In vitro generated fulvestrant-resistant breast cancer cells downregulate ER signaling and proliferate independently of estrogen. a Dose-response curves for parental (-P, black lines) and fulvestrant-resistant (-FR, red lines) cells from six different breast cancer cell lines in response to 6-day treatment with fulvestrant (1 pM to 100 μM). Graphs represent combined data (average ± SEM) from two biological experiments with three technical replicates each. IC50 values are reported in Additional file 3C. b ERE reporter activity in parental and fulvestrant-resistant CAMA-1, MCF7, and HCC1428 cells after treatment for 24 h with (+F) or without (-F) supplementation of 100 nM fulvestrant. Graphs represent combined data (average ± SEM) from two biological experiments with two technical replicates each. Statistical differences were determined with one-way ANOVA and Tukey’s post-hoc test, *** represents p value ≤ 0.0001 between untreated parental and fulvestrant-resistant cells. Data for the ZR-75-1, T47D, and EFM-19 models are shown in Additional file 3E. c Western blotting for ERα expression in parental and fulvestrant-resistant CAMA-1, MCF7, and HCC1428 cells after treatment for 24 h with 100 nM fulvestrant (+F) or DMSO (-F). Representative data from three biological replicates. β-actin or β-tubulin was used as loading control. Quantification of band intensities is presented in Additional file 4A. Data for the ZR-75-1, T47D, and EFM-19 models are shown in Additional file 3F. d Proliferation curves for parental and fulvestrant-resistant CAMA-1, MCF7, and HCC1428 cells in estrogen-depleted media with (+F) or without (ctrl) supplementation of 100 nM fulvestrant. Graphs represent combined data (average ± SEM) from two biological experiments with three technical replicates each. Statistical differences were determined with two-way ANOVA and Tukey’s post-hoc test, *** represents p value ≤ 0.0001 and * ≤0.05 between untreated parental (black solid lines) and fulvestrant-resistant (red solid lines) cells at given time-points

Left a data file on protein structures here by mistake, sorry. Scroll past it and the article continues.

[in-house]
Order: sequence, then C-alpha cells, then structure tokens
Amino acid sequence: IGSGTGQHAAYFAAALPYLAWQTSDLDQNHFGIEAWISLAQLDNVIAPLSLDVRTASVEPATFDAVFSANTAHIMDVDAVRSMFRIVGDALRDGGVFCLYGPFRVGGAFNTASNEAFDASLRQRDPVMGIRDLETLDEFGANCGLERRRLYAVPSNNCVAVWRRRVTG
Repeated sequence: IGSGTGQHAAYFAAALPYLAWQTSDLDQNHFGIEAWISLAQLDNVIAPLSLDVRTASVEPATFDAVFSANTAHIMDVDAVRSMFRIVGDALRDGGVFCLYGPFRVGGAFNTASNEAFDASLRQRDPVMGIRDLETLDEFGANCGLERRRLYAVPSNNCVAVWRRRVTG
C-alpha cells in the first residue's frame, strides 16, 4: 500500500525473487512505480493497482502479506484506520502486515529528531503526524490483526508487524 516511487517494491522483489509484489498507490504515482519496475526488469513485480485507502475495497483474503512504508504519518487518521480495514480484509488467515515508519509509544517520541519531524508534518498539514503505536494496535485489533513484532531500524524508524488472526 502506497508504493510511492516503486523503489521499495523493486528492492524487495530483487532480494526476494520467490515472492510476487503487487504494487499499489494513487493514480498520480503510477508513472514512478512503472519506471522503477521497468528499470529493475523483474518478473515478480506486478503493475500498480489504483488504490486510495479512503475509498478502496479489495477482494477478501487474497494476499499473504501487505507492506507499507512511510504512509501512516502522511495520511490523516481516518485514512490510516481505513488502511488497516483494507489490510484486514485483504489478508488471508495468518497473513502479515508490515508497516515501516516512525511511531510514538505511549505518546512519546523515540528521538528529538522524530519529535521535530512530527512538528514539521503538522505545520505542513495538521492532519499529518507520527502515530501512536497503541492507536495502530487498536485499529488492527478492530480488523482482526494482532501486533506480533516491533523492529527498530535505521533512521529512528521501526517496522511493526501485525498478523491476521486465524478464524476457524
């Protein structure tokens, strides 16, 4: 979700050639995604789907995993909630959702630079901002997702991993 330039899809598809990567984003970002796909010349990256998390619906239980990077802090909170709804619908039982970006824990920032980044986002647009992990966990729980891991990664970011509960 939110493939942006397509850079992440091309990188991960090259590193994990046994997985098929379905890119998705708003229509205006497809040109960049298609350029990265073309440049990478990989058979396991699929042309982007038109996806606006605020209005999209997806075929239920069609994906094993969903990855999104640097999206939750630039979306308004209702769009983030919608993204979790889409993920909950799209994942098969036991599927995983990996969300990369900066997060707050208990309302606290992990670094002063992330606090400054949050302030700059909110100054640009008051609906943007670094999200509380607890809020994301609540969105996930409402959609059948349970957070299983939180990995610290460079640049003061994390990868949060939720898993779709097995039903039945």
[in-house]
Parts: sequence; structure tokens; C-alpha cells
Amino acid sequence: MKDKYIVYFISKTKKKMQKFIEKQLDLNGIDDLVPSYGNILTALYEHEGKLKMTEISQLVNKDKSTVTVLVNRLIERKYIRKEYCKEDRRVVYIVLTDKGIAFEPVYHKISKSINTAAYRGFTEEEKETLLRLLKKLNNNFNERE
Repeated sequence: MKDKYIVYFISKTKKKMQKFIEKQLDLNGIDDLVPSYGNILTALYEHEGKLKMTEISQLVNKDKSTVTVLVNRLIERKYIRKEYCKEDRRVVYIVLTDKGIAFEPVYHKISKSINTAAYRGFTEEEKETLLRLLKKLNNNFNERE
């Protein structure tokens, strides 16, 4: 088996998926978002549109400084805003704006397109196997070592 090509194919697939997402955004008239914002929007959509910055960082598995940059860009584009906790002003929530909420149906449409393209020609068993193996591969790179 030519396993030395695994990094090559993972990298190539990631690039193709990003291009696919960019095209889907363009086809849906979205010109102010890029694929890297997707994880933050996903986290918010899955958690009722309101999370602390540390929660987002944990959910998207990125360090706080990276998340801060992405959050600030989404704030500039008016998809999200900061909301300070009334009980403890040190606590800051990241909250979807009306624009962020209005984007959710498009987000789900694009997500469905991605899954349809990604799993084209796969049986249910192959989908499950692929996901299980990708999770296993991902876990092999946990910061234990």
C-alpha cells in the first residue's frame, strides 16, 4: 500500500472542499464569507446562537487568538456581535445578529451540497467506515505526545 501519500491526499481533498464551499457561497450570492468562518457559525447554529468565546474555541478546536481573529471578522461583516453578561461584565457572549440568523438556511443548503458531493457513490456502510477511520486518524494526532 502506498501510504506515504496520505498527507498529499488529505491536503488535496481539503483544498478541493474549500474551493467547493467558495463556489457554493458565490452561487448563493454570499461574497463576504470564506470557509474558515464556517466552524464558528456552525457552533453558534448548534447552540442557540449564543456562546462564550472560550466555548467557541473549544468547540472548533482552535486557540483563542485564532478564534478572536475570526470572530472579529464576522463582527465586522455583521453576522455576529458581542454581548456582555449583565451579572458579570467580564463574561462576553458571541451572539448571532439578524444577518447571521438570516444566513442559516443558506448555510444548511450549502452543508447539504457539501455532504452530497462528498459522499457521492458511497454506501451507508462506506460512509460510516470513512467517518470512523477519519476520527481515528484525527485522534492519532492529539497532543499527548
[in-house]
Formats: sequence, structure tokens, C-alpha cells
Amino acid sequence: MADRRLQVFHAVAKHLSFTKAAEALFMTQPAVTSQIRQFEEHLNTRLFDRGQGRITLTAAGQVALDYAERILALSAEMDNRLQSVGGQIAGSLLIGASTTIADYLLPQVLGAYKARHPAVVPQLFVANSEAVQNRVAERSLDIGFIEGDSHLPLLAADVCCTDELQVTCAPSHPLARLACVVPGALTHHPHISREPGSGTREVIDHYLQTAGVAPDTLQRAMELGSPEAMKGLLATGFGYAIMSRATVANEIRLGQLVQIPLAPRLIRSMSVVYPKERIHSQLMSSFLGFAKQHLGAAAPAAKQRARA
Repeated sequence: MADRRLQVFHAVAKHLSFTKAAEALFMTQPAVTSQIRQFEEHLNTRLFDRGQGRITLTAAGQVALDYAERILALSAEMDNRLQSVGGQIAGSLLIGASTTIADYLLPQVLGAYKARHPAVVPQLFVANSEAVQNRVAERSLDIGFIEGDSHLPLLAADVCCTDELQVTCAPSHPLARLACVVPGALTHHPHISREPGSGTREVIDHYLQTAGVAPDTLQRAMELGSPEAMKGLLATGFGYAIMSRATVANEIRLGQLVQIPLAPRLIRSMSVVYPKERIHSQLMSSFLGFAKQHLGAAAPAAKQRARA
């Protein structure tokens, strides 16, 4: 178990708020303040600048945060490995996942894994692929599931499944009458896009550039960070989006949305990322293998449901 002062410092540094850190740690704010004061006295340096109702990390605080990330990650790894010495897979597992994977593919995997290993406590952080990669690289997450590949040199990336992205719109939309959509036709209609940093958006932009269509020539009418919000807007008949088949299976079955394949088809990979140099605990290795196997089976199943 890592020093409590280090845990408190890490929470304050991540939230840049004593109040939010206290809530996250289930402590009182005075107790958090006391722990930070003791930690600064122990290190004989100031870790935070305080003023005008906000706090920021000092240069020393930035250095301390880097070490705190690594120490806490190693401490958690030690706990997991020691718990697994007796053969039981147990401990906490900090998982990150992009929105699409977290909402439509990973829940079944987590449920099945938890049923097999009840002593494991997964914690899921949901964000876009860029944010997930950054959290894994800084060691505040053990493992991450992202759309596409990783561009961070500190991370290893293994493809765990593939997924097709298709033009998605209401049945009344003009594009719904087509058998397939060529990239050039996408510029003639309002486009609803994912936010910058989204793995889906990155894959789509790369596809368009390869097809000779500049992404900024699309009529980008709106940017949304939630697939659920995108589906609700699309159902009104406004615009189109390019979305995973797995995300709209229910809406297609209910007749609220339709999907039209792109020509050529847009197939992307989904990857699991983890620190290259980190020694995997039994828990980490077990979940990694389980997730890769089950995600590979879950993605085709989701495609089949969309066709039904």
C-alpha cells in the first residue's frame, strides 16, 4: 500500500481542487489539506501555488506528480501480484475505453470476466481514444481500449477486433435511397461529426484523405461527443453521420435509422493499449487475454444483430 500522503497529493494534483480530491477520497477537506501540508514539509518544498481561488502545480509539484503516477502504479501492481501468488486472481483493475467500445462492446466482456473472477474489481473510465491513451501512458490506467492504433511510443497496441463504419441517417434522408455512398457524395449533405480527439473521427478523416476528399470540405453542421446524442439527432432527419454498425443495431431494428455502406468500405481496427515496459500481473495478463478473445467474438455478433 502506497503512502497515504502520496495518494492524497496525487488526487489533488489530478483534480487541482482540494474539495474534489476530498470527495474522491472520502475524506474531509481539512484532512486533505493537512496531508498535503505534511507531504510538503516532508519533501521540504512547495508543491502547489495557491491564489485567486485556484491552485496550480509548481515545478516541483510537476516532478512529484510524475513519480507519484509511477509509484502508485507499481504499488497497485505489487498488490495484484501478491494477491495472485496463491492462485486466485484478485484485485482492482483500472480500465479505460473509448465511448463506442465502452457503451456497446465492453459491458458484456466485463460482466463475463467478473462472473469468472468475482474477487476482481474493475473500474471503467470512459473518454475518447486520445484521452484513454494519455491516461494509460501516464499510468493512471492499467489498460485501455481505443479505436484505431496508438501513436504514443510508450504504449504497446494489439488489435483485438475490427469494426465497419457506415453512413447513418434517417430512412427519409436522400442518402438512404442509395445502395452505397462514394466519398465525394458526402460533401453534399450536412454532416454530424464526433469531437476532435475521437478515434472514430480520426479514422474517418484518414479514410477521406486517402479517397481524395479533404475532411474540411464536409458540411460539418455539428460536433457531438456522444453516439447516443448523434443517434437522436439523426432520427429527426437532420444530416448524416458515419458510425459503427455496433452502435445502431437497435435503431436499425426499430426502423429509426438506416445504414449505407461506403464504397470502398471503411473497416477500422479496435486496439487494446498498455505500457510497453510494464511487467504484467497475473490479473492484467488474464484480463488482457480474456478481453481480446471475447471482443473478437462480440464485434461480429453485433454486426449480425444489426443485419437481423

We characterized the generated fulvestrant-resistant lines in terms of expression patterns for ER and ER target genes. Quantitative RT-PCR analyses demonstrated downregulation of ER target genes GREB1, IGFBP4, and PGR in all fulvestrant-resistant models compared to parental control lines (Additional file 3D). Downregulation of ER signaling was further supported by an ERE reporter gene assay which showed decreased ER activity in all six fulvestrant-resistant models compared to their respective untreated parental line (Fig. 1b and Additional file 3E).

Furthermore, in five out of the six lines, western blotting for ER showed significant downregulation of ER protein expression compared to their respective parental lines (Fig. 1c and Additional file 3F). Surprisingly, the HCC1428-FR model showed persistent high ER protein expression with levels similar to HCC1428-P cells (Fig. 1c). This, however (as shown in Fig. 1b), did not translate into high ER transcriptional activity.